Comprehensive transformations demand attention at the start of the program in order to not get bogged down along the way. To help clients successfully setup and execute their transformation programs, BearingPoint has developed their own holistic framework and possesses the necessary ‘approach’ expertise and industry knowledge to apply it.

Very often transformation programs have been running for a long time when the program comes to a – sudden - standstill. Research and experience show that there is ample reason for that.

As experienced consultants in this area of expertise we see that change and transformation initiatives start among a small group of (change-)initiators. Assured of the importance of their transformation idea(s), they storm ahead and establish a “coalition of the willing”. As soon as sponsorship and funding are secured, a (small) team of trail blazers is appointed to mold the initiative into a program. And that is where all the problems start…

A frequently seen (re)action to the task of ‘initiating a change or transformation program’ is to recruit project managers to develop plans and execute the change. The general appetite is to provide proof that the basis for the transformation program initiative is legitimate and jump straight into action.   As time passes, progression starts to falter due to endless discussions and unclarities.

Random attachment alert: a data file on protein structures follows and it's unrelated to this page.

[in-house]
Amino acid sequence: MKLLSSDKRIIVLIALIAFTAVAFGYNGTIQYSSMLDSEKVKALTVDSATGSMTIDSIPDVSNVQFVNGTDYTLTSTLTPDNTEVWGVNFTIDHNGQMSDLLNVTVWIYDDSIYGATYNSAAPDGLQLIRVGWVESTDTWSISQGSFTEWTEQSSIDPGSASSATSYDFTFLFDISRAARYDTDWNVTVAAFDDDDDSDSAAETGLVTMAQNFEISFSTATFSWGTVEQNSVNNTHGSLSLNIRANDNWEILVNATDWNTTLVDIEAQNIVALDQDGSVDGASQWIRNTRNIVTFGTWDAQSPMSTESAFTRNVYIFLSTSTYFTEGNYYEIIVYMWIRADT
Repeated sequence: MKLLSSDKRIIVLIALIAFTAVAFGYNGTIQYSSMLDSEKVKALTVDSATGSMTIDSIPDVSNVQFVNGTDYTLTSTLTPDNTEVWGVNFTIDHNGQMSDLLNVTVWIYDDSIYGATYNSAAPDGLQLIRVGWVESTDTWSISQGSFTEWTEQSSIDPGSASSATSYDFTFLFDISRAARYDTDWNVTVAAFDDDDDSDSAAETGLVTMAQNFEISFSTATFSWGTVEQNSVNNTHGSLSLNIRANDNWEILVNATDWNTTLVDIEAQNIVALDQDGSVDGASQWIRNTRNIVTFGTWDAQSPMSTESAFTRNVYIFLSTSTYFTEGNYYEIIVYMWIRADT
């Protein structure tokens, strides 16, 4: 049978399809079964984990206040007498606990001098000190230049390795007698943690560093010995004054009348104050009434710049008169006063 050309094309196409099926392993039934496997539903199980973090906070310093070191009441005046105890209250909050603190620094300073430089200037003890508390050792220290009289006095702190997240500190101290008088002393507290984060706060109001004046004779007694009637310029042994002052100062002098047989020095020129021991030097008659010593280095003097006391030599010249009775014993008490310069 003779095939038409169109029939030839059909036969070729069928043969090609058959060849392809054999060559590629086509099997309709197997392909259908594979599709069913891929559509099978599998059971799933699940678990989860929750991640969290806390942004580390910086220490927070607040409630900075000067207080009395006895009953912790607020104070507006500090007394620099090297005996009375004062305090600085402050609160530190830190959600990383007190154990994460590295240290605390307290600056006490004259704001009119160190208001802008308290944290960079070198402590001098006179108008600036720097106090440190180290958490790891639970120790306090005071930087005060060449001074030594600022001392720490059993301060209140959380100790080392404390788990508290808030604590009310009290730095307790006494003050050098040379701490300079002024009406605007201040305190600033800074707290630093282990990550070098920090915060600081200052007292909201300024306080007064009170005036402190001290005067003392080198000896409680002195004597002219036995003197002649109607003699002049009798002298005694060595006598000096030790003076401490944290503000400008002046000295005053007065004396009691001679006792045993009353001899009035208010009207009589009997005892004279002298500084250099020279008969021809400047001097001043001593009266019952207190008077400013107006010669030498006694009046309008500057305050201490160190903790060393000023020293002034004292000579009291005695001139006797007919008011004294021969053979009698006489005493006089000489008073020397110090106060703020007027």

What if the change initiators would have taken more time to think through the setup of the transformation and develop a clear structure, which outlines the approach?

Research shows that many organizations are struggling with managing transformations:

Key transformation figures

  • 48% of executives believe their organization is only somewhat or not at all prepared to successfully execute a business transformation today.1
  • 77% of leaders view a lack of a broader business vision, and 75% an unintelligible end-goal for the transformation2
  • Interviews with 600 people closely involved in software development projects finds that even at the start of a project many people expect their projects to fail!3
  • More than a third (37%) of executives say that the greatest execution barrier they face in transformation is underestimating the significance of changes to their organization’s operating model (including the refocusing and revitalization of cultures)4
  • 73% of business leaders cite a lack of executive mandate and leadership as a barrier to success, and 53% see a lack of metrics to measure success differently as holding back meaningful change.5

These figures show that it is difficult to successfully execute a transformation, but also that it is not impossible! Successful transformation can also be achieved in your organization!

Every transformation is different because every organization is different. However, to make a transformation successful, it is important to make sure that all the components are in place, at the start of the transformation. And here starts the challenge for a successful transformation.

Curious what the necessary components are?

BearingPoint developed a methodology, the Transformation Bridge©, to set-up and manage transformations. In the following section this methodology will be briefly explained.

The Transformation Bridge framework